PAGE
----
Bos Longifrons on a British
Celtic bucket mount. Image
courtesy of Prof. Dorothy Verkerk,
Cow's head bucket mounts are a very familiar object in British early Celtic art. The mount connects the handle to the top edge of a milking bucket. In all but one example, the species of cow depicted is Bos Longifrons – often still called the “Celtic shorthorn”. In all examples, the cow's face looks out from the side of the bucket, and is best seen from that viewpoint. Most of these seem to date to the early first century AD.
British Celtic bucket mount which apparently depicts
the auroch. Circa 200 BC. In curent coll.
The single exception to the above is this example which differs in all points. First, the species appears to be Bos Primigenius, better known as the auroch. Aurochs are depicted in early cave paintings and are thought to have gone extinct in Britain during the Bronze Age, although they lasted on the continent until the seventeenth century. Caesar talks of them in his commentaries (VI, 28):
“... an animal somewhat smaller than the elephant, with the appearance, colour and shape of a bull. They are very strong and agile, and attack every man and beast they catch sight of. The natives [Germans]take great pains to trap them in pits, and then kill them. This arduous sport toughens the young men and keeps them and keeps them in training; and those who kill the largest number exhibit the horns in public to show what they have done, and earn high praise. It is impossible to domesticate or tame the aurochs, even if it is caught young. The horns are much larger than those of our oxen, and of quite different shape and appearance. The Germans prize them greatly: they mount the rims with silver and use them as drinking-cups at their grandest banquets.”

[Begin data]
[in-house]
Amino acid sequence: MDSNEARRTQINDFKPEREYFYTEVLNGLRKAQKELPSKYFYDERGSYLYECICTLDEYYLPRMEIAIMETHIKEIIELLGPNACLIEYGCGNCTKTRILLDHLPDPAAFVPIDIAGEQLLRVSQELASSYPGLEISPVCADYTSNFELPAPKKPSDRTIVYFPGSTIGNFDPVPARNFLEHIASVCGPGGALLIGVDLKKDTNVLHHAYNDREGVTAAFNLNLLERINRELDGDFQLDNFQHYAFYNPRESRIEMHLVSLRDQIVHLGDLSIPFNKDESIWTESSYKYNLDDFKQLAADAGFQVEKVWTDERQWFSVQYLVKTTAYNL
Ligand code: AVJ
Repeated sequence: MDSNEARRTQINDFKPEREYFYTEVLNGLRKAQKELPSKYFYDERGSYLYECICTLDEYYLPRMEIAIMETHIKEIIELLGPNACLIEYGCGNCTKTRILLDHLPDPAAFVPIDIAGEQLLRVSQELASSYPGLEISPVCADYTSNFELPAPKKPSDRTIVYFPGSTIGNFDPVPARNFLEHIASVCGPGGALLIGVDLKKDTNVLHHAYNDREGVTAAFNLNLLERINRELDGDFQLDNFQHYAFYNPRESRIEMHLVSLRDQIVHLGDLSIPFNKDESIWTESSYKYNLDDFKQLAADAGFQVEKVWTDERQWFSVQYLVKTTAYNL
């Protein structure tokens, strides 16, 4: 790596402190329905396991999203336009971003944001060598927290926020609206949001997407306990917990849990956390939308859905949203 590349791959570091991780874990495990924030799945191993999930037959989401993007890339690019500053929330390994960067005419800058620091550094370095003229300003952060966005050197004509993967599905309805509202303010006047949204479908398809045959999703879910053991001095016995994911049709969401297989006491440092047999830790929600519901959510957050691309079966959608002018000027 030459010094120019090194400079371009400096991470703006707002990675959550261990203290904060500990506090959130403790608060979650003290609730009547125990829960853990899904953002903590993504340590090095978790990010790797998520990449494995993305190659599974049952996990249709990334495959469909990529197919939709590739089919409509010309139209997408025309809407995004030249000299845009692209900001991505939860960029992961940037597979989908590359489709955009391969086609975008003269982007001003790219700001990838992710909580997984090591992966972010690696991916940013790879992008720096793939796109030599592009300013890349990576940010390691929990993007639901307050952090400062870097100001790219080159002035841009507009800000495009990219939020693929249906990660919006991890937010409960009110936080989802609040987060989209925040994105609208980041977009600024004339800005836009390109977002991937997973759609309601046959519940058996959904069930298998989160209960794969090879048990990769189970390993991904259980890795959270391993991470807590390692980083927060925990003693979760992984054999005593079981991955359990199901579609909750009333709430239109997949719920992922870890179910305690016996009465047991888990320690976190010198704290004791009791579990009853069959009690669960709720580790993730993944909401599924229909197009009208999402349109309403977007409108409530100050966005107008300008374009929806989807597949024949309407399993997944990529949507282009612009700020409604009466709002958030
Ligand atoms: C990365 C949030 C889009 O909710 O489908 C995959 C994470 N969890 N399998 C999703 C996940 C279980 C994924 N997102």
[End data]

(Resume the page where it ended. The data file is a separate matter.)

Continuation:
Much earlier, Herodotus (4, 183) is thought to have been referring to the auroch when he wrote “... the cows walk backwards as they graze; the reason for this habit is that their horns curve forwards – so much so that if they walk forwards as they graze, the horns stick into the ground in front of them, and so they move backwards.”
The second difference between this mount and the common sort is the way it is attached to the bucket: instead of being an appliqué facing outwards on the side of the bucket, the mount is attached so that the cow's head faces upwards where it would face the person using the milking bucket. This is an uncommon feature in early Celtic art: in a few examples, objects were decorated to be seen best by the person using the object, and not by another observer. This fact was first discussed by Sir Cyril Fox in Pattern and Purpose: A Survey of Early Celtic Art in Britain, National Museum of Wales, 1958, p. 23.
The mount is of bronze, 40 mm wide, 25 mm deep, and 20 mm high and with a smooth, black patina. It was found in the mid-eighties near St. Albans in Hertfordshire (the ancient Verolamium) in the territory of the Catuvellauni.
So did the Celts actually manage to tame the auroch at some point? Does this mount depict a real descendant of the wild auroch, or another species with some primitive features? In future episodes, we will look at these questions as well as modern attempts to bring back the wild auroch from its extinction.